Minnesota Litigator

News & Commentary

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Is The Corona Virus Pandemic a Force Majeure Event Excusing Contractual Performance?

Black’s Law Dictionary defines a force majeure clause as “[a] contractual provision allocating the risk if performance becomes impossible or impracticable, esp. as a result of an event or effect that the parties could not have anticipated or controlled.” Black’s Law Dictionary 673-74 (8th ed. 2004). A force majeure event is commonly considered to be […]

Pet Debt: Keeping Your Dog on a Short Lease?

One of the attributes of rich countries is that many of their inhabitants adopt and care for animals, not to raise and eat them, not to milk them, not to use them in their work, but just because…Just for the company, for laughs, as exercise buddies, and for the opportunity to lavish love on a […]

A Particularly Satisfying Minnesota Litigator Prediction

Many years ago, a seasoned stock-broker cautioned his brother, a lawyer (who happened to be my father), “If you’re going to predict, predict often…,” which has long been one of my all-time favorite aphorisms. Last April, we predicted that Minnesota Sands would lose in its challenge to the constitutionality of the City of Winona’s regulation […]

Alleged Attorney Wrong-Doing, A Search Warrant, & The Attorney-Client Privilege

In this post, we follow up on an earlier Minnesota Litigator post about the attorney-client privilege in the context of criminal investigation of attorney wrong-doing. This week, the Minnesota Supreme Court issued its ruling in K.M. v. Burnsville Police Department, et al. in favor of the police and adverse to the lawyer. The lawyer was […]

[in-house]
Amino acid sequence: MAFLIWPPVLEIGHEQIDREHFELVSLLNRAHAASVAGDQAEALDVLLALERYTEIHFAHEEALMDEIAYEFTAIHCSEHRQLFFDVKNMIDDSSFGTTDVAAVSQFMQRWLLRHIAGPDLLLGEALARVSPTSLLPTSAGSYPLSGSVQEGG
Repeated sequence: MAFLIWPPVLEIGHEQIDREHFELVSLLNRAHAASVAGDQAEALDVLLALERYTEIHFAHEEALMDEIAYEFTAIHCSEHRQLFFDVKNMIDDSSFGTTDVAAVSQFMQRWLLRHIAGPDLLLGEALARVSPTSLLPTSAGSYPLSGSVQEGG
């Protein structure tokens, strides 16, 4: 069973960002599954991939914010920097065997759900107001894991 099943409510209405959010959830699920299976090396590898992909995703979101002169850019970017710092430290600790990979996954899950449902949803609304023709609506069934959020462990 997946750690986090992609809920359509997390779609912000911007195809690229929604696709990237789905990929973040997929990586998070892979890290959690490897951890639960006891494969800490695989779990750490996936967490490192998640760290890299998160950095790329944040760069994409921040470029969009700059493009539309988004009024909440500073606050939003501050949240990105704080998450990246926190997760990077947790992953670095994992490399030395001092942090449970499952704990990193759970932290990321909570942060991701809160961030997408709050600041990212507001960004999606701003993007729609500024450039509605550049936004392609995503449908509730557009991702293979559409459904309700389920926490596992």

Dumber than a Dumb Law…

For some years now, Minnesota Litigator been critical of a federal laws exposing financial institutions and businesses to serious liability for fairly inconsequential lapses or disclosures related to ATM fees and partial numbers on credit card receipts. (For example, disclosing the month a credit card expires but not the year on a credit card receipt […]

Let this be a lesson….

We recently posted about a “brain raid” case in which a company vRad went after a former employee for violation of his non-compete and misappropriation of trade secrets. In our view, things did not look good for Mr. Rabern, the former employee, in opposing vRad’s threshold motion for a preliminary injunction to prevent Mr. Rabern […]

When Cultures Collide…

LEVENTHAL pllc once had a land-lord tenant dispute involving parties in an immigrant community. The judicial action had a “concurrent shadow sister-adjudication,” if you will, of village elders. A side-show that eclipsed the event on the main stage. Good times. Rules of Civil Procedure need not apply… So we have sympathy for defense counsel in […]

Olson v. Lesch: Will This Hard Case Make Bad Law?

Mr. John Lesch, a Minnesota legislator (state representative for house district 66B, which includes part of Ramsey County), wrote a private and expressly confidential letter to Mr. Melvin Carter, the Mayor of St. Paul, in which Mr. Lesch expressed concerns and misgivings about Mayor Carter’s hiring of Ms. Lyndsey Olson as City Attorney. Somehow, Ms. […]

The Ethics of Lawyers Talking Directly to an Opposing Party Through a Client Conduit

“The walls have ears,” is a catchy phrase and this has never been more true than now, with most people running around with easily concealed digital recording devices (let alone ubiquitous web-cams, security cameras, and the like). We have frankly been a bit taken back by the number of LEVENTHAL pllc clients who come to […]

Sanctions on Boston Scientific for Late Disclosure of Potential Key Witnesses

Higgins v. Boston Scientific (“BS”) is a qui tam case (a kind of whistle-blower case) against BS in connection with alleged defects in a couple of cardiac defibrillator devices (Cognis and Teligen). A major bone of contention in the potentially multi-million dollar lawsuit is what BS disclosed to the FDA (and what it concealed from […]